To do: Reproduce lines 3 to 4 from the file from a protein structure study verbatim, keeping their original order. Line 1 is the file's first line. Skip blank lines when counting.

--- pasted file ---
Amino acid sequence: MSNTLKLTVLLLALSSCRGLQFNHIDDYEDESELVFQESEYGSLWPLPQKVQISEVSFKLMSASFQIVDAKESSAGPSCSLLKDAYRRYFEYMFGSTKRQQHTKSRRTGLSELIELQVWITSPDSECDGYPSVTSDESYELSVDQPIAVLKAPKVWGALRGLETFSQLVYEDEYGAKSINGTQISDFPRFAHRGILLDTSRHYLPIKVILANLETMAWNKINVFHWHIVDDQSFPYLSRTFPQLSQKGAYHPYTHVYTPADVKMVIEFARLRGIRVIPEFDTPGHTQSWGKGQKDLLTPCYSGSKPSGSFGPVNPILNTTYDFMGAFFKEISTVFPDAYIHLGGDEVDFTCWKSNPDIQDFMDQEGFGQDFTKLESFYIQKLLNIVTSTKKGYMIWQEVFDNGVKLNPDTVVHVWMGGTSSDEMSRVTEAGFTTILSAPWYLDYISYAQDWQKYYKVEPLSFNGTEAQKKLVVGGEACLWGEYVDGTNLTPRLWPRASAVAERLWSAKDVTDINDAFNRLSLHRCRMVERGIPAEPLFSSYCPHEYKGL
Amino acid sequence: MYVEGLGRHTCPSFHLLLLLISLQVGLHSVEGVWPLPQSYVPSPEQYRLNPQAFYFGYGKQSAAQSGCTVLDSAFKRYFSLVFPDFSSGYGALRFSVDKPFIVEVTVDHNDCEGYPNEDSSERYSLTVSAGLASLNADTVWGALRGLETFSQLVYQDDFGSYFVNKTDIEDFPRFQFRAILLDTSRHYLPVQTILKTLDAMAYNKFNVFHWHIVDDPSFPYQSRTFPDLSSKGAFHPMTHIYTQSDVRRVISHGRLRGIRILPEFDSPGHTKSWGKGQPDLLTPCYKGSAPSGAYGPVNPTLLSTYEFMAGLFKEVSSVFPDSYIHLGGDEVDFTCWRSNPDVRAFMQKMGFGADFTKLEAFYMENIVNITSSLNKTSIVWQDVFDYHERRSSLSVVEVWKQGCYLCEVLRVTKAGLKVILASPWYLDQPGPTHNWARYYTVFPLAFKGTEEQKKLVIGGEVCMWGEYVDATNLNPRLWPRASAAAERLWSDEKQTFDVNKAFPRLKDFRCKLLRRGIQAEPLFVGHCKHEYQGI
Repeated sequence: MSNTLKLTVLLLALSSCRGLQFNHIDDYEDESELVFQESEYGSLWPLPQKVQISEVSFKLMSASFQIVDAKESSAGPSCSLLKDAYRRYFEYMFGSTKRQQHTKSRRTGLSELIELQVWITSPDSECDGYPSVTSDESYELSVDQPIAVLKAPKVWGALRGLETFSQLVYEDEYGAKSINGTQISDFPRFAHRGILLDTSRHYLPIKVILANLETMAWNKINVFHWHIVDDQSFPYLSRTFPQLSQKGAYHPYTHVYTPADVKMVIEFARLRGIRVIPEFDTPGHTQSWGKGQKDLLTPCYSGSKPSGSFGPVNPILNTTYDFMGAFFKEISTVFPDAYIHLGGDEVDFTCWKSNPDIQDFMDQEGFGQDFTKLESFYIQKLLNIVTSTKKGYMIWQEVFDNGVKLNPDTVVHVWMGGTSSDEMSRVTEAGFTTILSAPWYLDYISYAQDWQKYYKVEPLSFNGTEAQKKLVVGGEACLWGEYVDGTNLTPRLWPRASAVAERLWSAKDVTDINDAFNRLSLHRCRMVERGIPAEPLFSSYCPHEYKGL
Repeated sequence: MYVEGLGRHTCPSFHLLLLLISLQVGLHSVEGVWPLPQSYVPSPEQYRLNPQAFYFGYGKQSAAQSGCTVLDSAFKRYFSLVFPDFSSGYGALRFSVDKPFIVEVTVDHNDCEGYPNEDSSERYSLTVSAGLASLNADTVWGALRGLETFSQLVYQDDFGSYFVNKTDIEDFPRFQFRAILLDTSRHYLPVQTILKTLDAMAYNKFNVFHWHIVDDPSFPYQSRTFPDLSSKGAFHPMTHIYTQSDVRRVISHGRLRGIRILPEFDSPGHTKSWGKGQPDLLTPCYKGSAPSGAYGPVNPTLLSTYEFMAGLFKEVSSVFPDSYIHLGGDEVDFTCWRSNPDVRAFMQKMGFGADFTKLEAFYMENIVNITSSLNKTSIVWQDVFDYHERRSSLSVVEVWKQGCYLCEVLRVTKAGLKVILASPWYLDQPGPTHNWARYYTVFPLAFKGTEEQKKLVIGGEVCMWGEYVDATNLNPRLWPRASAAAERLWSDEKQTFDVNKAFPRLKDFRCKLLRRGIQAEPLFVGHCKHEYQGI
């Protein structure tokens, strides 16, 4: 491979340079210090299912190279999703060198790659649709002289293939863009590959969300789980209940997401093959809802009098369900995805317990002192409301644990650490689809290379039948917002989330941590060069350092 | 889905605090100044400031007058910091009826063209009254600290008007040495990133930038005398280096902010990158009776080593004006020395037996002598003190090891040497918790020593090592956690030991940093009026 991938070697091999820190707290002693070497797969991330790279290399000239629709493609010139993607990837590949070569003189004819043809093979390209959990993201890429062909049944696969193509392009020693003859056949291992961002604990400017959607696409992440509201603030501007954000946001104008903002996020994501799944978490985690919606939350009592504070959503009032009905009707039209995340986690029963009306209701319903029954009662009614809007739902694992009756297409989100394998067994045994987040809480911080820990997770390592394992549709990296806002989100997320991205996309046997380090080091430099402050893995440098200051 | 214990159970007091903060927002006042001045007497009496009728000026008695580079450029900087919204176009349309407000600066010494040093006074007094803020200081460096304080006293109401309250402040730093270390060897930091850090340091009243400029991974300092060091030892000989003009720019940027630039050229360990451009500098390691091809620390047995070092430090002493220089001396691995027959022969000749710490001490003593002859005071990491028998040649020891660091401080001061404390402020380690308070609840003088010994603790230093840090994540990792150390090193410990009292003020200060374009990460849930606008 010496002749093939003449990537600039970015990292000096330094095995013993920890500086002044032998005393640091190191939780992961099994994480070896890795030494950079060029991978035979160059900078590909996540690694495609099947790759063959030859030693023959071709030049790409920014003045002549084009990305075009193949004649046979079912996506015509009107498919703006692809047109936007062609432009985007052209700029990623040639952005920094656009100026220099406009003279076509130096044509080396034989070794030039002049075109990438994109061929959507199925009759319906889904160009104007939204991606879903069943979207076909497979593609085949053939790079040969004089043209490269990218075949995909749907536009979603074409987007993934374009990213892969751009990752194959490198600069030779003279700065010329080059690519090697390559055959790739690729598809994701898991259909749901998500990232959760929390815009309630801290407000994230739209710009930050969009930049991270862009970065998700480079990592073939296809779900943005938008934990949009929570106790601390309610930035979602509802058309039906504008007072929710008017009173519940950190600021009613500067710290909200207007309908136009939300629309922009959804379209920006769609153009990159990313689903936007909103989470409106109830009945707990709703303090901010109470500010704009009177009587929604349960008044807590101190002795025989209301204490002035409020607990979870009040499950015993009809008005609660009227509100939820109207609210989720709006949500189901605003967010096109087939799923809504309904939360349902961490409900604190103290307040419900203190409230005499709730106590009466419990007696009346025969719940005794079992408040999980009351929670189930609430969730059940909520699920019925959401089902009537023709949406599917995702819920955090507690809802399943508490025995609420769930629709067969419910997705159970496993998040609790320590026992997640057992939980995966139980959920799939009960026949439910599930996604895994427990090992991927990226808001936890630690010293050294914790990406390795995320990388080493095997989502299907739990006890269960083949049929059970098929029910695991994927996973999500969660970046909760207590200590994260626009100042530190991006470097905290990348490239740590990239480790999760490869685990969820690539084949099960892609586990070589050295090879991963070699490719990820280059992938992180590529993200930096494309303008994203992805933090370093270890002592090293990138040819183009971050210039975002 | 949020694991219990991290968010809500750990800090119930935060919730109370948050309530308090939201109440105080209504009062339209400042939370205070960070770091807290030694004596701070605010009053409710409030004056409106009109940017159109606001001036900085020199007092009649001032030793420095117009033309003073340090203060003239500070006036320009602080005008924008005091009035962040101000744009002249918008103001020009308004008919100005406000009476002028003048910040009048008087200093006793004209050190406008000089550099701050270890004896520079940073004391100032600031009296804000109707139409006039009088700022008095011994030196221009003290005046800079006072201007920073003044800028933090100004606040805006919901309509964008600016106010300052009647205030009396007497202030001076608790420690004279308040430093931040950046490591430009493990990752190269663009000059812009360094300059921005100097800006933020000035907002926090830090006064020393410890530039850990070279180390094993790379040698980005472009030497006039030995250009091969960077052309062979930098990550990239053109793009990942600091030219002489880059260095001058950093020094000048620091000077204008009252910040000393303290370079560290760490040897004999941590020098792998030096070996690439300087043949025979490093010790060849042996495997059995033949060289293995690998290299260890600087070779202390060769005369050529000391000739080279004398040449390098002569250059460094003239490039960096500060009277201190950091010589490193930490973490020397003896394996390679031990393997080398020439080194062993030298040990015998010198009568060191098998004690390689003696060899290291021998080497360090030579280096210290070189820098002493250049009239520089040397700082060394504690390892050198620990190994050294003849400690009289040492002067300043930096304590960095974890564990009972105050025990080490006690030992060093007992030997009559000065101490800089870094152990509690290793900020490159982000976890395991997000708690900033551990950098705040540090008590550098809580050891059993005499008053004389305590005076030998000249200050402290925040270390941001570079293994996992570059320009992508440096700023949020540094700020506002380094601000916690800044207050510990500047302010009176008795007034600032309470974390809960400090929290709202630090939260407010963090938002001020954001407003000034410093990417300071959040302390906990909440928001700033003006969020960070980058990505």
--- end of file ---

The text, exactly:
Repeated sequence: MSNTLKLTVLLLALSSCRGLQFNHIDDYEDESELVFQESEYGSLWPLPQKVQISEVSFKLMSASFQIVDAKESSAGPSCSLLKDAYRRYFEYMFGSTKRQQHTKSRRTGLSELIELQVWITSPDSECDGYPSVTSDESYELSVDQPIAVLKAPKVWGALRGLETFSQLVYEDEYGAKSINGTQISDFPRFAHRGILLDTSRHYLPIKVILANLETMAWNKINVFHWHIVDDQSFPYLSRTFPQLSQKGAYHPYTHVYTPADVKMVIEFARLRGIRVIPEFDTPGHTQSWGKGQKDLLTPCYSGSKPSGSFGPVNPILNTTYDFMGAFFKEISTVFPDAYIHLGGDEVDFTCWKSNPDIQDFMDQEGFGQDFTKLESFYIQKLLNIVTSTKKGYMIWQEVFDNGVKLNPDTVVHVWMGGTSSDEMSRVTEAGFTTILSAPWYLDYISYAQDWQKYYKVEPLSFNGTEAQKKLVVGGEACLWGEYVDGTNLTPRLWPRASAVAERLWSAKDVTDINDAFNRLSLHRCRMVERGIPAEPLFSSYCPHEYKGL
Repeated sequence: MYVEGLGRHTCPSFHLLLLLISLQVGLHSVEGVWPLPQSYVPSPEQYRLNPQAFYFGYGKQSAAQSGCTVLDSAFKRYFSLVFPDFSSGYGALRFSVDKPFIVEVTVDHNDCEGYPNEDSSERYSLTVSAGLASLNADTVWGALRGLETFSQLVYQDDFGSYFVNKTDIEDFPRFQFRAILLDTSRHYLPVQTILKTLDAMAYNKFNVFHWHIVDDPSFPYQSRTFPDLSSKGAFHPMTHIYTQSDVRRVISHGRLRGIRILPEFDSPGHTKSWGKGQPDLLTPCYKGSAPSGAYGPVNPTLLSTYEFMAGLFKEVSSVFPDSYIHLGGDEVDFTCWRSNPDVRAFMQKMGFGADFTKLEAFYMENIVNITSSLNKTSIVWQDVFDYHERRSSLSVVEVWKQGCYLCEVLRVTKAGLKVILASPWYLDQPGPTHNWARYYTVFPLAFKGTEEQKKLVIGGEVCMWGEYVDATNLNPRLWPRASAAAERLWSDEKQTFDVNKAFPRLKDFRCKLLRRGIQAEPLFVGHCKHEYQGI